Girish Rajadhyaksha was born as the third child in a poor yet ever increasing family in Mumbai in the 1970s. Growing up in old Mumbai in a not so rich family wasnt the best deal you could get in the 70s. Life was difficult and Girish didnt find it a bed of roses either. His mother wasnt the most helpful of persons, and although his dad worked hard, it just wasnt enough to support 5 children and Girish like his siblings had to start working from a very young age. Tough times instilled tough values, and in no time , he was one of the most famous doctors in Mumbai, married to the woman of his dreams and with a perfect life. The only thing missing was a child....
Due to certain reasons Gauri, his wife could not bear a child..they decided to adopt.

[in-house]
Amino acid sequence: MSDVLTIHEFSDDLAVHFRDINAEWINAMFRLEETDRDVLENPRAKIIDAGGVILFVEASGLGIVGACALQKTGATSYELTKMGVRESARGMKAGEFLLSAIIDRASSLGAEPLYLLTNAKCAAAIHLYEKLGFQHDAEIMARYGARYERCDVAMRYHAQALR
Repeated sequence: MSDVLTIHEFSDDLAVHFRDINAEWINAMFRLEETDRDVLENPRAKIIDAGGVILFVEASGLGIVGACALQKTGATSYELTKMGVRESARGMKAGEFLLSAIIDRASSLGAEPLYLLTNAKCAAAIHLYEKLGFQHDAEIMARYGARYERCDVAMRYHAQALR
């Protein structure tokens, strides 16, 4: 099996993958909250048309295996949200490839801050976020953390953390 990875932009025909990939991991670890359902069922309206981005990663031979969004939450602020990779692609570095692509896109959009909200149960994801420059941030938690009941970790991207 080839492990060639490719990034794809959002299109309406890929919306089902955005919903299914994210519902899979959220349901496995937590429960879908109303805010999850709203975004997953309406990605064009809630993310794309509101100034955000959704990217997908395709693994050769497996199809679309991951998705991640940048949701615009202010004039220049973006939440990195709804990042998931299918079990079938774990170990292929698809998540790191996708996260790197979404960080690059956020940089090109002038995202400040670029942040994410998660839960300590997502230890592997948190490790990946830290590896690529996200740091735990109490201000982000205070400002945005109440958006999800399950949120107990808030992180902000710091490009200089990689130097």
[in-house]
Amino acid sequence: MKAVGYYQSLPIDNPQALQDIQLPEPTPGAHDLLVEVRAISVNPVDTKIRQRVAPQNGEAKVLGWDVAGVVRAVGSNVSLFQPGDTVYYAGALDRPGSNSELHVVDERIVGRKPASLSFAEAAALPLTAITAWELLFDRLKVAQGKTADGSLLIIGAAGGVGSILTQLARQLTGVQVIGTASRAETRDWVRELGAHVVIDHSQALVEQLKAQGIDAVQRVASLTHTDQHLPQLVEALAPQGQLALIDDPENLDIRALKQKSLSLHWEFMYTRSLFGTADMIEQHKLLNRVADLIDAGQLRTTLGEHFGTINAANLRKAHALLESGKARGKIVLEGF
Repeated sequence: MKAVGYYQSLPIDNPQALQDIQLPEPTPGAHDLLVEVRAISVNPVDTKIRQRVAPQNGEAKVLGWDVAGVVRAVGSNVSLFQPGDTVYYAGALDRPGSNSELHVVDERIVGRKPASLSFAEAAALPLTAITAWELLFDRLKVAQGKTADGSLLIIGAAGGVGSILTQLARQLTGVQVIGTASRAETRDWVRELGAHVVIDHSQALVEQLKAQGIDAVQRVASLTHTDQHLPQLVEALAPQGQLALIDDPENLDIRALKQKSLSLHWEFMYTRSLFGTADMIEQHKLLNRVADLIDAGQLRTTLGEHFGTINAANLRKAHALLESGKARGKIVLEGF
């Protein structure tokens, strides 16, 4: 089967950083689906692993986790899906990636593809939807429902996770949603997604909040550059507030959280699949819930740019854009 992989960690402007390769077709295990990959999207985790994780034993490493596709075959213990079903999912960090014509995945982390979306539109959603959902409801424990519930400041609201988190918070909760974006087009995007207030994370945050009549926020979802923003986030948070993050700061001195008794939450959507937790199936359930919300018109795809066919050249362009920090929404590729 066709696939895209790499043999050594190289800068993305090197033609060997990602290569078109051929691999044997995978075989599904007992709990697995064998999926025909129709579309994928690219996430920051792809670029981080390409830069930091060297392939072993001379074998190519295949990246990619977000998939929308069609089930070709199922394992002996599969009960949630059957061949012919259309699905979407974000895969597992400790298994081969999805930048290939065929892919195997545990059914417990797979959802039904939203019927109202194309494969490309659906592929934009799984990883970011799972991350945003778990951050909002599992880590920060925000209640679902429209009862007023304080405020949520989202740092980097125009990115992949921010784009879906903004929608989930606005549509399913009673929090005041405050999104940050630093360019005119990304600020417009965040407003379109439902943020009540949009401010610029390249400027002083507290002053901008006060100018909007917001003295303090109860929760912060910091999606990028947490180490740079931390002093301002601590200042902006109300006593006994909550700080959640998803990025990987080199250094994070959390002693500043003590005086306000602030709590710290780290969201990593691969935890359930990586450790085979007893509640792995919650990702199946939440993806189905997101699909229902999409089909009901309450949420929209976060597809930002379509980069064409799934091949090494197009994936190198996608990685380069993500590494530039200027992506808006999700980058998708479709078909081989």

On a fine morning in September 1988, the doctor and his wife visited the Children of the World centre in Mumbai. Gauri was a bit apprehensive...several babies lay crying or sleeping in cots in a large room. The nurse guided them inside, and they walked towards the babies. They passed one after another, babes either bawling or snoring. Somehow something wasnt right... they walked on. Then suddenly as they were about to pass another infant who was snoring in the nice soft bed, they saw it open its eyes. The baby looked at them, stretched out his hand and grabbed Gauri's finger, and gave the biggest smile in the world. This was it, this was the child. Girish and Gauri knew instantly. Within moments they had the baby in their arms and in no time the baby was home. They gave the baby a name...Shantanu Girish Rajadhyaksha was born.